Chao-Ahn stayed on the steps, finishing her coke.
She found Camera Guy sitting in the dining room, looking at his video camera. Which was off – she could have seen a point to it if he’d been reviewing footage, but he was just sitting there looking at his definitely-turned-off camera, which struck Chao-Ahn as rather pointless.
But she sat down next to him.
And, sure enough, yet another person taking advantage of the whole can’t-understand-a-word thing. She kept wanting to roll her eyes and walk off mid-sentence… but she got it. It made sense, somehow. And it made her feel useful.
Camera Guy said something very serious – lengthy and serious – and then lapsed into silence and went back to staring mutely at his camera. She sat there a bit longer, just in case, but nothing else seemed to be coming, so in the end she got up and left.
Cute Younger Sister was fun to hang out with – especially when she had the kitchen to herself. (A rarity, but if you got up early enough, it was possible.)
Cute Sister smiled when Chao-Ahn came in and said, “Hi! Something something something good something.”
So Chao-Ahn smiled back, said “Morning. Did you sleep well?”, and started making some toast.
“Something jelly something,” said Cute Sister – which turned out to mean there was none left. Chao-Ahn just shrugged and grabbed the honey.
“No, something,” – with a grin.
“You’ve lost me.”
So Cute Sister put down her cereal, walked over to the pantry, and pulled out the chocolate syrup, gesturing.
Chao-Ahn frowned. “Eww.”
“No! Something something good! Something something.”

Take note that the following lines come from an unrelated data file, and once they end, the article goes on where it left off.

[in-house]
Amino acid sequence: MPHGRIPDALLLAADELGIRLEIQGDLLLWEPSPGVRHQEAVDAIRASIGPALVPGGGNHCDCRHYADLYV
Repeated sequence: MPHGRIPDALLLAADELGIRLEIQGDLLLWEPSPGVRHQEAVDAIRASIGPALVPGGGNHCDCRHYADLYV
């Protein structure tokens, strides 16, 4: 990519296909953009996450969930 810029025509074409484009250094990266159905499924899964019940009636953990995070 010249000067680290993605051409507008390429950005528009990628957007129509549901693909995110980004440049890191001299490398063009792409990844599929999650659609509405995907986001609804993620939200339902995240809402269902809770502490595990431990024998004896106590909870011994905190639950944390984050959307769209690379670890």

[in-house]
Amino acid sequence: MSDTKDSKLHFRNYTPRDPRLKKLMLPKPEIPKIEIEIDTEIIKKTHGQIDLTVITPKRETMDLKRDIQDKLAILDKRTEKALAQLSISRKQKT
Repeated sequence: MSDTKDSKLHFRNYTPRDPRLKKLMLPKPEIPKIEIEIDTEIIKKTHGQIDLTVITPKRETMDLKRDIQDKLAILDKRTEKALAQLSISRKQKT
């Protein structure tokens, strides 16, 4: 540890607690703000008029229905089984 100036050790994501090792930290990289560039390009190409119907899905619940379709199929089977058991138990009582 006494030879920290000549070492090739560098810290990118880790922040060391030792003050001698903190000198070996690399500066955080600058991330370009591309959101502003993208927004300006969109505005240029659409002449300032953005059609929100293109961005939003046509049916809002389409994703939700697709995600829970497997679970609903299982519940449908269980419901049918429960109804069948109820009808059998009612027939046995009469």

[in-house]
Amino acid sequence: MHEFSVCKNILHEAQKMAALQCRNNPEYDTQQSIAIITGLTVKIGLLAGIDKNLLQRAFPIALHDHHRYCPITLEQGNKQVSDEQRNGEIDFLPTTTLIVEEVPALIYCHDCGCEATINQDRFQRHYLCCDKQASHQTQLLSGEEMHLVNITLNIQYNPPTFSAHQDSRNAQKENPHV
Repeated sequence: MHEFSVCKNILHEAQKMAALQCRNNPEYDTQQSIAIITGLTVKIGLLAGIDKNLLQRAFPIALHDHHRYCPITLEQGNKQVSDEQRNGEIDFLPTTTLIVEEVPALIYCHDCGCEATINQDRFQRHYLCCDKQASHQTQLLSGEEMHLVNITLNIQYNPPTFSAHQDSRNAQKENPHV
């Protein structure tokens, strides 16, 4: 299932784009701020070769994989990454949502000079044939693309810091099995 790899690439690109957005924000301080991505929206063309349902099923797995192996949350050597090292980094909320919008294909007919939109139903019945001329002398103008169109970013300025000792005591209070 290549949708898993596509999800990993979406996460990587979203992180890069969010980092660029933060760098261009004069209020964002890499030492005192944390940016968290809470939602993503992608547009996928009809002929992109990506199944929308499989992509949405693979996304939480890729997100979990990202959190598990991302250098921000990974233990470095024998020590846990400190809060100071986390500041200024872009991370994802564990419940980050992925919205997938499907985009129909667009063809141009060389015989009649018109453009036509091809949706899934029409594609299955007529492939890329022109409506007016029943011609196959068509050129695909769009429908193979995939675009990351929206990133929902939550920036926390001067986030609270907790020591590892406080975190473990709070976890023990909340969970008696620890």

“Syrup on toast? Really? Why don’t I just use…” She turned and started looking through the fridge, finally producing eggs and a bottle of cream.
Cute Sister grinned – and grabbed a container of grated carrot. “This will something something,” she said persuasively.
Ten minutes later, Chao-Ahn and Cute Younger Sister were sitting at the counter, surrounded by miscellaneous ingredients, giggling and adding new things to each other’s breakfast.
And Cute Sister suddenly bit her lip and said confidentially, “Something something today. Buffy something.”
Chao-Ahn nodded and said, “Yeah, I know.”
…which she didn’t. But it seemed like the right thing to say.
Then came the battle.
Her English was getting good – slowly. She knew “yes”, “no”, “thanks”, “good”, “have”, “hairbrush”, “underwear”, “stake”, “vampire”, and “pizza”, among others.
This, though? How were you supposed to comfort the mourning, or offer sympathies, when all you had was baby talk? How were you supposed to mourn at all?
…by living somewhere where people actually spoke Cantonese, that was how.
But, instead, she ended up sitting next to Dreadlocks Girl’s hospital bed, telling her the whole long story of her aunt who had died less than three years ago. And Dreadlocks Girl told Chao-Ahn all about someone (…her cousin?) too – a long involved story that took awhile. And they both talked together, in their own separate languages, about Curly-Haired Juice Lover, and Teddy Bear Owner, and all the other people they’d seen die that day.
And they cried together.
They couldn’t understand a word that she was saying. It seemed to help.